Organic missionaries

Three Bengaluru techies bring farmers and consumers on one platform

Published: 17th September 2016 10:00 PM  |   Last Updated: 17th September 2016 11:07 AM   |  A+A-


A year ago, three techies—Laxminarayan Srinivasaiah, Anil Nadig and Srivatsa S Shandilya, all eager to do something for society—incubated a company, Jivabhumi, at IIM-Bangalore. And here they are successfully managing the front, bringing farmers and consumers on one online platform for easy exchange of natural food for money.

“Started as a pilot project in August 2015 and officially registered as a company in February 2016, Jivabhumi aims at making lives of farmers easier, and paving way for availability of naturally grown groceries to consumers,” says co-founder Srinivasaiah, 40.

The natural products, grown without use of any chemical fertilisers and pesticides, are delivered twice a month by the firm that is operational only in Bengaluru through its online portal

“Though customers can place the order any time during the month, delivery of the order happens only twice a month,” he says. The orders are delivered at their community pick-up points in the city from where consumers take away their products.

Involved in procurement of the produce, Srinivasaiah has worked as a mechanical engineer with Bosch, SAP, for 16 years. He says, “We work as a team where one of us looks over sourcing of products; one does the marketing and the other works on technology for effective reach. Having worked in the supply chain area, I am trying to use my knowledge in making the supply chain efficient and environment-friendly.”

Srinivasaiah is now on a sabbatical from Jivabhumi and also learns how the crops are grown and harvested, during leisure time.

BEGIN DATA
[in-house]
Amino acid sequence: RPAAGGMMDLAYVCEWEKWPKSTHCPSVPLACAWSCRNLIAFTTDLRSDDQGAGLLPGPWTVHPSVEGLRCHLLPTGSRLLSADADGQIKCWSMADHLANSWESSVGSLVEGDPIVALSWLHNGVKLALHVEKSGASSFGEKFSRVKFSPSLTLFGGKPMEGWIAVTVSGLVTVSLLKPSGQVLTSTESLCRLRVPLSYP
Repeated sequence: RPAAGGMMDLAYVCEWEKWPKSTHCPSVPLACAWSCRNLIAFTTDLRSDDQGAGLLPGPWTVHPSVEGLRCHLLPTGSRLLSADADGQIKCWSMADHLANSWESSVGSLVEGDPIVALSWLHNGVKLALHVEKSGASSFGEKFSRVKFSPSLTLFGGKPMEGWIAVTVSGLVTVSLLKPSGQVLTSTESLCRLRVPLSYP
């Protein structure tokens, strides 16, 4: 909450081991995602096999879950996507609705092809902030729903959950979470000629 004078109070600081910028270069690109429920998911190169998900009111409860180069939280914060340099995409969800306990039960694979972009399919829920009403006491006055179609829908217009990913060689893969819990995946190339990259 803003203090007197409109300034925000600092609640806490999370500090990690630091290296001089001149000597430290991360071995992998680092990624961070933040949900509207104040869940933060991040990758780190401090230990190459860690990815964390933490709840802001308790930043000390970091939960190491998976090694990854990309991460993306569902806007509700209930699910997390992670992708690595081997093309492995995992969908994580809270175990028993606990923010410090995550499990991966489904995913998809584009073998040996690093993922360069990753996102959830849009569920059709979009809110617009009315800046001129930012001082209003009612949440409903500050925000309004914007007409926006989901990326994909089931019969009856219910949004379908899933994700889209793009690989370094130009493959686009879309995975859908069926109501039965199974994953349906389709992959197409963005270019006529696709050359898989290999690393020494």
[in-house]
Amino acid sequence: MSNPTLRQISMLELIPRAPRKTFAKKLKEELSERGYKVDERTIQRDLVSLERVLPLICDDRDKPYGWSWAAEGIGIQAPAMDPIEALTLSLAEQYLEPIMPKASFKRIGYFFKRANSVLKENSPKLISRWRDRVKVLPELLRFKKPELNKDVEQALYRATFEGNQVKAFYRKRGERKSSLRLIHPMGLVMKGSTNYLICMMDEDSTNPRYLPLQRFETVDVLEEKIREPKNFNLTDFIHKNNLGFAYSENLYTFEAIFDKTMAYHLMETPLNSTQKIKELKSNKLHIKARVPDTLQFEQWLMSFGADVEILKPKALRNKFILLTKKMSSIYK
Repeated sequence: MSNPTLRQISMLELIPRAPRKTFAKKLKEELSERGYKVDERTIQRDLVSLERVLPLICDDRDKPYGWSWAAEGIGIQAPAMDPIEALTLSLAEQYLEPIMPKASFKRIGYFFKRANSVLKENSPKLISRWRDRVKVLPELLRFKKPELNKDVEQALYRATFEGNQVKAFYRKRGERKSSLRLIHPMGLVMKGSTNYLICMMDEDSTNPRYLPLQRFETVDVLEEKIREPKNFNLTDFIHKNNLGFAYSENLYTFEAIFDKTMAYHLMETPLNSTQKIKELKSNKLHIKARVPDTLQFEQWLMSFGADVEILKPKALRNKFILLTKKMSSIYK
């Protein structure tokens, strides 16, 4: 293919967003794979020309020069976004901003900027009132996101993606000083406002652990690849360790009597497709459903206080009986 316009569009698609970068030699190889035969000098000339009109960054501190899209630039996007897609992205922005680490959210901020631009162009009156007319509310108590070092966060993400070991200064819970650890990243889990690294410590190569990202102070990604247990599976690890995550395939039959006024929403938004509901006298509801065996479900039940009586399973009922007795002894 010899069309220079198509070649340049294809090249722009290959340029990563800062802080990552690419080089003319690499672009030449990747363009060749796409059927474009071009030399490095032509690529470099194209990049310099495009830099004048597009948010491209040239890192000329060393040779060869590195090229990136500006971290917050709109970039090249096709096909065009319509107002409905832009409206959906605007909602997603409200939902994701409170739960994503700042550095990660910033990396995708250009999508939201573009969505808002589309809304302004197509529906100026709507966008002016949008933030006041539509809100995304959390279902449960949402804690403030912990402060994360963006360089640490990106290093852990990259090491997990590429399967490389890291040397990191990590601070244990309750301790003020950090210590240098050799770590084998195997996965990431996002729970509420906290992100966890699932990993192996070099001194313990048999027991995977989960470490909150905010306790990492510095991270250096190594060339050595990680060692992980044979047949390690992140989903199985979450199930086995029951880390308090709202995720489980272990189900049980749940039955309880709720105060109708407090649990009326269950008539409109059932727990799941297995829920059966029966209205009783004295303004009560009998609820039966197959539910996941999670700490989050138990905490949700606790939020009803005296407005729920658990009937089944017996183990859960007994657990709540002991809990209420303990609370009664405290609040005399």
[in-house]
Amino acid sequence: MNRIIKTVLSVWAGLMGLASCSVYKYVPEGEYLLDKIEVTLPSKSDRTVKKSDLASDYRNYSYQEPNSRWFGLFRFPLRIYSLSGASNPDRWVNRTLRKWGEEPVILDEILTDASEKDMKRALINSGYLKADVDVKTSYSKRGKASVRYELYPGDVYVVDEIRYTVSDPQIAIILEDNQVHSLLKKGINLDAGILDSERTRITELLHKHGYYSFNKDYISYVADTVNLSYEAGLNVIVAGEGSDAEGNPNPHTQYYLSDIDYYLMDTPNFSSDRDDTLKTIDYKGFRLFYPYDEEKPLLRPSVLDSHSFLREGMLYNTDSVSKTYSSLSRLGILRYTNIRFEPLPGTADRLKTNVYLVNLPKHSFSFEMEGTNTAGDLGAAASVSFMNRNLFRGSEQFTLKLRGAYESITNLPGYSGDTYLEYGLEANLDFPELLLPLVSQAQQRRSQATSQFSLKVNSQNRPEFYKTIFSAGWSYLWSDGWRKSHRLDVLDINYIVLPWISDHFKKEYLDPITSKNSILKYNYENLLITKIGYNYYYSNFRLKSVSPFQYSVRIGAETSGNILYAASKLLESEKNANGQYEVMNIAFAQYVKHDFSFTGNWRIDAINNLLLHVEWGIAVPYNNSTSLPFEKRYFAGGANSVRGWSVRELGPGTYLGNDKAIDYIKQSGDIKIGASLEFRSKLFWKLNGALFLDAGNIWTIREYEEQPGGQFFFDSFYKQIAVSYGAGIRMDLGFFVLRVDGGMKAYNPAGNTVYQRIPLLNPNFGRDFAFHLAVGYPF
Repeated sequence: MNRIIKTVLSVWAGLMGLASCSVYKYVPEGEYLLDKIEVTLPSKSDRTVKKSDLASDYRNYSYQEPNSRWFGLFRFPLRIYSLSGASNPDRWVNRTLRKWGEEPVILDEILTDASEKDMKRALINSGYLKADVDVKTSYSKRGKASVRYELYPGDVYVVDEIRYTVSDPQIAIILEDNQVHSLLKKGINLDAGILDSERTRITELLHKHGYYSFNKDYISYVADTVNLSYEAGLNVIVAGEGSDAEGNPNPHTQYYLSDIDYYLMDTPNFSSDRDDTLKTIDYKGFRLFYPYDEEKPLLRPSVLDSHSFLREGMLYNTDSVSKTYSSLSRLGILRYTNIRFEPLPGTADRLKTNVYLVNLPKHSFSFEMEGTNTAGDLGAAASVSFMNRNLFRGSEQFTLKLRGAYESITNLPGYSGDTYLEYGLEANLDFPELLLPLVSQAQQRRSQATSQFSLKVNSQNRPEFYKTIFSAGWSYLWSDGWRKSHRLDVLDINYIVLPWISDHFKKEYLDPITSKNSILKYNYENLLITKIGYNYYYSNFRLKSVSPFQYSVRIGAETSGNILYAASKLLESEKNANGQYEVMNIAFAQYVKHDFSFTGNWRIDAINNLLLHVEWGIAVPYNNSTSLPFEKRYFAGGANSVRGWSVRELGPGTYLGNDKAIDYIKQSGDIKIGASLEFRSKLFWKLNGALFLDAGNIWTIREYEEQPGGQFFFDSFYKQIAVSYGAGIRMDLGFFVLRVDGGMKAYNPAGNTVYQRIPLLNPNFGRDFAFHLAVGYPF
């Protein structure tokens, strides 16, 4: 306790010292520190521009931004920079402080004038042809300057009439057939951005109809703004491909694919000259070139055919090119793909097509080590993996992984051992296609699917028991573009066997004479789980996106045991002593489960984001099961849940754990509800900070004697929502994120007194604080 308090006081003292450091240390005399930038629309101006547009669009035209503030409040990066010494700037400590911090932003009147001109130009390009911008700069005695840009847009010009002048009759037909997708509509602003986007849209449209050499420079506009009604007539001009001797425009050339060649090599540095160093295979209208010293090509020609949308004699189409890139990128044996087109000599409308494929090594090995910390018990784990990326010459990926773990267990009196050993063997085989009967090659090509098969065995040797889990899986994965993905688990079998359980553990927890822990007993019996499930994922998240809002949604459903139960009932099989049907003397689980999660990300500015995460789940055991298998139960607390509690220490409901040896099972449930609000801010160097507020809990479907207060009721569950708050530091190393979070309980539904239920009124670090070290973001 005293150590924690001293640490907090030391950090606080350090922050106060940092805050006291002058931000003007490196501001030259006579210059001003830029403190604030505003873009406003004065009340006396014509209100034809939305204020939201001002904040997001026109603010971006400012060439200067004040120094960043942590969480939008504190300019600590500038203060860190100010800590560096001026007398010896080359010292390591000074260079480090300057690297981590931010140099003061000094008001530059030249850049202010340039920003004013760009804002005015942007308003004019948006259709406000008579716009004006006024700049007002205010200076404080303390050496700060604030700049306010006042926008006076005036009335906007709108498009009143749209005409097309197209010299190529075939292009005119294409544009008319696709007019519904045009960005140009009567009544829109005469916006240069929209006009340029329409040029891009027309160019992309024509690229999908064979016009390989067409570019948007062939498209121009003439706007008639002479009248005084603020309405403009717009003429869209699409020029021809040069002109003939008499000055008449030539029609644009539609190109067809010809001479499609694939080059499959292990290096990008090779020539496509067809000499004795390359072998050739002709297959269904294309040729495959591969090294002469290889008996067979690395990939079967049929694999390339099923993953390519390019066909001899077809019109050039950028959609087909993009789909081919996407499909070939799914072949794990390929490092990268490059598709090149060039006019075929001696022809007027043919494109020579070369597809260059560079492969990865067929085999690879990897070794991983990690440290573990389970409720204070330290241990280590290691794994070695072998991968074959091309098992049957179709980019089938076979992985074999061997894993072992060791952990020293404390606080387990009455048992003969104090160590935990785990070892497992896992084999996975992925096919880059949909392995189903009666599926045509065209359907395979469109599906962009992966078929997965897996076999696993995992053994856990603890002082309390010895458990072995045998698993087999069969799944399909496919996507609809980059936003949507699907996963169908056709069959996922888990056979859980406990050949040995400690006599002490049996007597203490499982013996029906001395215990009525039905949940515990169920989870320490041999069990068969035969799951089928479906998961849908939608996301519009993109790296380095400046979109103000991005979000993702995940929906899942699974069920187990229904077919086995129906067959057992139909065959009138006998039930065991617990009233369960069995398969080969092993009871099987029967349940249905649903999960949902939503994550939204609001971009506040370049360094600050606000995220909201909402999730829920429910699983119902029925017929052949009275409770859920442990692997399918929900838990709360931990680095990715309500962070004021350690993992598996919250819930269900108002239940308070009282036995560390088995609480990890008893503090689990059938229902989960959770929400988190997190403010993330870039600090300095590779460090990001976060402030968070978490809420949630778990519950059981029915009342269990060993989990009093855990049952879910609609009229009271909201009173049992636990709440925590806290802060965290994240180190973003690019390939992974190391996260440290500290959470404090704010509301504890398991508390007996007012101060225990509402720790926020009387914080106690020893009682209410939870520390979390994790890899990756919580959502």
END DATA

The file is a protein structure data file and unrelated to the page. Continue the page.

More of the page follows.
Working in proximity with consumers, co-founder Anil Nadig, 39, creates awareness among people on eating safe and nutrient-rich food. Nadig, who was with Infosys earlier, has worked in the US, Japan and the UK.

He says, “I was always passionate about social causes. And we feel contented when the technology we have learned is used for helping people.”

They met at the meet of garden city farmers’ movement—under which people grow food, especially vegetables, on their terraces or backyards—one-and-a-half years ago.

“We gelled well when we started rooftop gardening and this has become our life now,” says another co-founder, 39-year-old software engineer Srivatsa S Shandilya, who manages the online platform for the company and enables consumers to access the products.

They claim to believe in fair trade and the intention is to make sure the farmers get a sustainable livelihood. “Thus, by eliminating the middlemen, we provide a direct platform to the farmers to sell their produce. And we pay almost 60-70 per cent of the market price of a product to the farmer,” they add. With close linkages between farmers and consumers, the firm is proposing to create a ‘Base Fund’, where the profit earned will be kept, and used during calamities.

“Our next target is business-to-business (B2B) options like bulk selling to hotels, schools, restaurants, and hostels, and building the consumer base,” Shandilya says.

We believe in minimal packaging of products, and use cloth bags for packing.

They also plan to set up some storage and processing units, which they expect will result in job creation.

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